Students in residence say they are unclear on COVID-19 protocols, including how to respond if they test positive. 

Sofia Tomassini, a first-year medical sciences student living in Delaware Hall, said students in her residence are “always sick,” but she rarely sees anyone self-isolate.

“[Students in residence] just treat COVID as a regular flu or cold, and if one person on the floor is sick, by the end of the week, the whole floor ends up getting similar symptoms,” said Tomassini.

Tara Shahzadeh, a first-year health sciences student living in Medway-Sydenham Hall, echoed Tomassini, saying “everyone is sick one way or another.”

Cici Ma, a first-year management and organizational studies student living in Saugeen-Maitland Hall, said when her roommate tested positive for COVID-19, Western didn’t provide much guidance. According to Ma, her roommate was only told to self-quarantine and Ma wasn’t told anything following the positive test.

Chris Lengyell, director of Western’s Housing and Ancillary Services, said a COVID-19 isolation guide with information about meals, roommates, washrooms and supports was shared with students in an all-residents emailed newsletter on Sept. 13. 

Multiple students said they did not recall receiving the email. Instead, students like Shahzadeh said they only remember receiving the standard daily COVID-19 self-assessment and absence notification email.

After a quick search, Shahzadeh realized she had received the newsletter with the isolation guide from Western Housing on Sept. 13, but said she had not seen it initially and was not reminded.

The isolation guide was found below information about a “Residence Pool Party” and to “Join Residents’ Council.”

The isolation guide states, “if you receive a positive test result or become symptomatic, you must isolate until fever-free for 24 hours and symptoms are significantly improved for 24 hours (48 hours for gastro-intestinal symptoms). Afterwards, you are to wear a mask in all settings outside of your room for a full 10 days from the start date of symptoms.”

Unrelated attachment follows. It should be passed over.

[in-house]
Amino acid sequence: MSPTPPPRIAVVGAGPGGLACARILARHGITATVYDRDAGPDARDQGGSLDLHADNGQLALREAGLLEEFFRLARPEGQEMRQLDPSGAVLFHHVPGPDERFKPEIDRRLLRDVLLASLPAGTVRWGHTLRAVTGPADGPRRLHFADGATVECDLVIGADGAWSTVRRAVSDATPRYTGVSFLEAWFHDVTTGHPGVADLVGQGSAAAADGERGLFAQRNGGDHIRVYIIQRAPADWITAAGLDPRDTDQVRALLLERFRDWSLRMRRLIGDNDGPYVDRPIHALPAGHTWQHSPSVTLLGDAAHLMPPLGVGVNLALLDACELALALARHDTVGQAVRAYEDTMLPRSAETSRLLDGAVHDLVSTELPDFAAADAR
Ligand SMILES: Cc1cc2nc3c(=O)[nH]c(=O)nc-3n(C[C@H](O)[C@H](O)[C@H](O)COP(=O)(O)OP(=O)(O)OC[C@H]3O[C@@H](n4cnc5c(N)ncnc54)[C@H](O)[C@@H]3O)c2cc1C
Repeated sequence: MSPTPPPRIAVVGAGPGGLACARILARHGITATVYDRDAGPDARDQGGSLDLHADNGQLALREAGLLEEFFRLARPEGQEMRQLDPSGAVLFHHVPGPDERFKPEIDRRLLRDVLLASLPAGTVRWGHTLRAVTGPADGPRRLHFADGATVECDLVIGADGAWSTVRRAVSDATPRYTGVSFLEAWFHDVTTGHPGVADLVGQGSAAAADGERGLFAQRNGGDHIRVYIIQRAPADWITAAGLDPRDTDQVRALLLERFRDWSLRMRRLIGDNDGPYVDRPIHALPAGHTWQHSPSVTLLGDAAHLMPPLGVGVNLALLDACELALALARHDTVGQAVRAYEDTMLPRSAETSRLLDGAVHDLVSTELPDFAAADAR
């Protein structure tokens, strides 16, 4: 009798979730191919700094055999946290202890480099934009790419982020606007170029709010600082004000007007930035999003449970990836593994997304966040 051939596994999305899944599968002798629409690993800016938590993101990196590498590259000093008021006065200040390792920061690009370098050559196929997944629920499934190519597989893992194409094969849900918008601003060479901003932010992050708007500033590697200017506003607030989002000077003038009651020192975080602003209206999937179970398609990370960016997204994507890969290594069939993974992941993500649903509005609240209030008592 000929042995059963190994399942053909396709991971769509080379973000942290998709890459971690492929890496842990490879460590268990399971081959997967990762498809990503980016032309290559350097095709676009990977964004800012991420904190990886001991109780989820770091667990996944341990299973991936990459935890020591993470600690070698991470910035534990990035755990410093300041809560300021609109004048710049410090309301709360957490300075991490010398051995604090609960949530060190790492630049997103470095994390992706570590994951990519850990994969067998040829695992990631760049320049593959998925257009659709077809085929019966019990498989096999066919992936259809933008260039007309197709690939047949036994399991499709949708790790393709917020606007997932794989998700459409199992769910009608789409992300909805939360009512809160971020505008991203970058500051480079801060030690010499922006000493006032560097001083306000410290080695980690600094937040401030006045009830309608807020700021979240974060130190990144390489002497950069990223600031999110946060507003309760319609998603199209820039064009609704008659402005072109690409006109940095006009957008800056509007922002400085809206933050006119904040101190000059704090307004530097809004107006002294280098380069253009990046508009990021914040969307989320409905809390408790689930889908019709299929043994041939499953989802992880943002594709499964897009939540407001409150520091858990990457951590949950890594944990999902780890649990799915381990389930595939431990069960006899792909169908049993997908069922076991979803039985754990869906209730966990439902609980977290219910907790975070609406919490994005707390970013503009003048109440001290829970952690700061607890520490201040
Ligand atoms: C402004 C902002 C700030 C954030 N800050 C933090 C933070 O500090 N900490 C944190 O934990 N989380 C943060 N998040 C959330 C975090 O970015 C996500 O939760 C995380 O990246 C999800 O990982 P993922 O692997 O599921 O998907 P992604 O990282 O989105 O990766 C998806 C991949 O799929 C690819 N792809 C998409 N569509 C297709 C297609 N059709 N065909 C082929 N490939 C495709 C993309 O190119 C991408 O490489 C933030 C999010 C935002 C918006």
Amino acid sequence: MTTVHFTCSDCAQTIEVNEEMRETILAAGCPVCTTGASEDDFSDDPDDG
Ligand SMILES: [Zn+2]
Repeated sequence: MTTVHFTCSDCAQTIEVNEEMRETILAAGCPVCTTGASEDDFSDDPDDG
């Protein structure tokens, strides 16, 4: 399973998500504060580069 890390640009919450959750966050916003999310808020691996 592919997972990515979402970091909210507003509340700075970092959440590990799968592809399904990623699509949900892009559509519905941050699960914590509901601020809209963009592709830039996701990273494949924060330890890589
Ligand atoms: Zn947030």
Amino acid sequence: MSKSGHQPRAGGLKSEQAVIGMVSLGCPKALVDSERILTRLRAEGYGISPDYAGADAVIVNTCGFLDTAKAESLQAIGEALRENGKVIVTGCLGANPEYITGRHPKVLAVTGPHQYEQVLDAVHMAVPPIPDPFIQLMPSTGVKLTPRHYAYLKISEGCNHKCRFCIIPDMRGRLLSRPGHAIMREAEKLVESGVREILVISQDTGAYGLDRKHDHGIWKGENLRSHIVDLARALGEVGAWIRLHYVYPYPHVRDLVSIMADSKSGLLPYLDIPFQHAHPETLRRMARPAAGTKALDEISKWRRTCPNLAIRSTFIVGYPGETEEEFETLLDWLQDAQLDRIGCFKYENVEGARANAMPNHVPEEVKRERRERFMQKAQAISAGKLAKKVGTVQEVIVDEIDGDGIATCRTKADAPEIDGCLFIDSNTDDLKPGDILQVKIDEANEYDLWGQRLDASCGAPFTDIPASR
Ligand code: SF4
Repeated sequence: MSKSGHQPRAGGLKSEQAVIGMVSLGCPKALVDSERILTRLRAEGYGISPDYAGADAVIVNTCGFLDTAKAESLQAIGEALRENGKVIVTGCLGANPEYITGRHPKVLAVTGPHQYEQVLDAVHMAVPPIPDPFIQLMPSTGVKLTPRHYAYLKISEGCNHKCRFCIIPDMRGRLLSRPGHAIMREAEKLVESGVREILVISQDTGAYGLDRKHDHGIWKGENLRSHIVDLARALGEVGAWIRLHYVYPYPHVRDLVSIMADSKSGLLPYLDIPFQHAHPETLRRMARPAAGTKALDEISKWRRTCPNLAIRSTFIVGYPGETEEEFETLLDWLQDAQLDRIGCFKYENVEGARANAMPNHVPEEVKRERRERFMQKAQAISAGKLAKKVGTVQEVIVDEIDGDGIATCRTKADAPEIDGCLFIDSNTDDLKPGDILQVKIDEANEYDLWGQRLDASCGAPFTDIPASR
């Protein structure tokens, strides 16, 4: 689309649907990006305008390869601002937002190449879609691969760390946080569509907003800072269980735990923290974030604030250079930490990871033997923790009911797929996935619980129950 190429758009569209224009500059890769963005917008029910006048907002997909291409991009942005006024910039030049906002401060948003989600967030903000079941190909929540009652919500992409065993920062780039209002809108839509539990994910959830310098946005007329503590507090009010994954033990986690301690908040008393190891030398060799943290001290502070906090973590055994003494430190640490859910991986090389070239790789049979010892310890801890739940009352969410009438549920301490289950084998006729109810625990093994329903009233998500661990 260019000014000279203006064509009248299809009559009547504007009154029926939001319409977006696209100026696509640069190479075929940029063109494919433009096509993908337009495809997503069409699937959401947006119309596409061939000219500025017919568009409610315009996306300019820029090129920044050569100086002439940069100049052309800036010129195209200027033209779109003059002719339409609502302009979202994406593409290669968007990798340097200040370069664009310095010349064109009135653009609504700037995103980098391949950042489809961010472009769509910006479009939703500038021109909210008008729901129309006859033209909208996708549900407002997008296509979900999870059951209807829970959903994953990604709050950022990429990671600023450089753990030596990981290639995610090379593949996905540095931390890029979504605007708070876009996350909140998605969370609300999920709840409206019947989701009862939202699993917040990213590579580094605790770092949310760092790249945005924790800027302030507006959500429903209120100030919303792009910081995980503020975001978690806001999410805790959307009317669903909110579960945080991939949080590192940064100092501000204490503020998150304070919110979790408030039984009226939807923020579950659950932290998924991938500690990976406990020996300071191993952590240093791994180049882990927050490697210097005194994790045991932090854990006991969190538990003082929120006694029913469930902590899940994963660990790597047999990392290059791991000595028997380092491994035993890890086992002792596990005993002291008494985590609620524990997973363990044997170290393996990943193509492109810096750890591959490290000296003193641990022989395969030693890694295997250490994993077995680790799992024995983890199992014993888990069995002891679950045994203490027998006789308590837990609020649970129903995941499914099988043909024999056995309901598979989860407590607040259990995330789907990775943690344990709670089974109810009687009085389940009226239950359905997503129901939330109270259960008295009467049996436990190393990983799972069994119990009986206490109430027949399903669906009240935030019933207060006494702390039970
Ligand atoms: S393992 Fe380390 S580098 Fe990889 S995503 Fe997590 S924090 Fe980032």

The isolation guide states that “failure to abide by health and safety protocols may result in conduct sanctions … up to and including immediate removal from residence.”

The isolation guide indicates that living with someone who has symptoms or tested positive for COVID-19 doesn’t require students to self-isolate if they are over 18 years old and have received a COVID-19 booster dose — those under 18 only need to be fully vaccinated — or have previously tested positive in the last 90 days and do not have symptoms. 

“I was sick and I tested negative, but if I tested positive, I don’t know what I would have done,” said Amy Sagoo, a first-year student living in Saugeen-Maitland Hall. 

The isolation guide also said students who are sick must wear a medical-grade mask and practice social distancing when attending a shared washroom. 

Those with viral symptoms, such as a fever or cough, can order residence-provided to-go meals through the myHousing Portal, and “meals will be available for pick-up in a designated location” as long as students wear the required medical-grade mask. 

Tomassini said she didn’t know students could order food through the portal, and has only heard of her peers ordering through third-party food delivery apps like UberEats. She was also unaware medical-grade masks were required in communal spaces for those who were sick, including in shared bathrooms.

“For the past month of living on campus, I have not been wearing a mask nor have I seen other students in my residence wearing masks,” said Tomassini.

Lengyell said, in a statement to the Gazette, “residence staff have been trained to use both the health & safety protocols page and the isolation guide as reference points to navigate conversations and support for students.”

According to Lengyell, training and protocols in response to COVID-19 “were developed in collaboration with public health and medical experts on campus and are aligned with provincial expectations.”


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